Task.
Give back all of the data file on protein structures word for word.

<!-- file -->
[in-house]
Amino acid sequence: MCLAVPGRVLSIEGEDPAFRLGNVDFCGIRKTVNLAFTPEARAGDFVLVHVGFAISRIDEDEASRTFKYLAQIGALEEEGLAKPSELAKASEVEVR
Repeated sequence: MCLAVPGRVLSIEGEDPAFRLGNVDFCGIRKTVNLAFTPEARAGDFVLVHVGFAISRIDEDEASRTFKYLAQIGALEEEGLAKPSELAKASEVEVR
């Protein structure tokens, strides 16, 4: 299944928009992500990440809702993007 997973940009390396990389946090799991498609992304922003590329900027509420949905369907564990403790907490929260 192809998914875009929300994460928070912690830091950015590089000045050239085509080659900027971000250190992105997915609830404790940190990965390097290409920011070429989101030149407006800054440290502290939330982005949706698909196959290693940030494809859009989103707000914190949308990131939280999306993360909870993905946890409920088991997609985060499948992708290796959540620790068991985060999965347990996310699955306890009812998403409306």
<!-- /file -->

[in-house]
Amino acid sequence: MCLAVPGRVLSIEGEDPAFRLGNVDFCGIRKTVNLAFTPEARAGDFVLVHVGFAISRIDEDEASRTFKYLAQIGALEEEGLAKPSELAKASEVEVR
Repeated sequence: MCLAVPGRVLSIEGEDPAFRLGNVDFCGIRKTVNLAFTPEARAGDFVLVHVGFAISRIDEDEASRTFKYLAQIGALEEEGLAKPSELAKASEVEVR
């Protein structure tokens, strides 16, 4: 299944928009992500990440809702993007 997973940009390396990389946090799991498609992304922003590329900027509420949905369907564990403790907490929260 192809998914875009929300994460928070912690830091950015590089000045050239085509080659900027971000250190992105997915609830404790940190990965390097290409920011070429989101030149407006800054440290502290939330982005949706698909196959290693940030494809859009989103707000914190949308990131939280999306993360909870993905946890409920088991997609985060499948992708290796959540620790068991985060999965347990996310699955306890009812998403409306």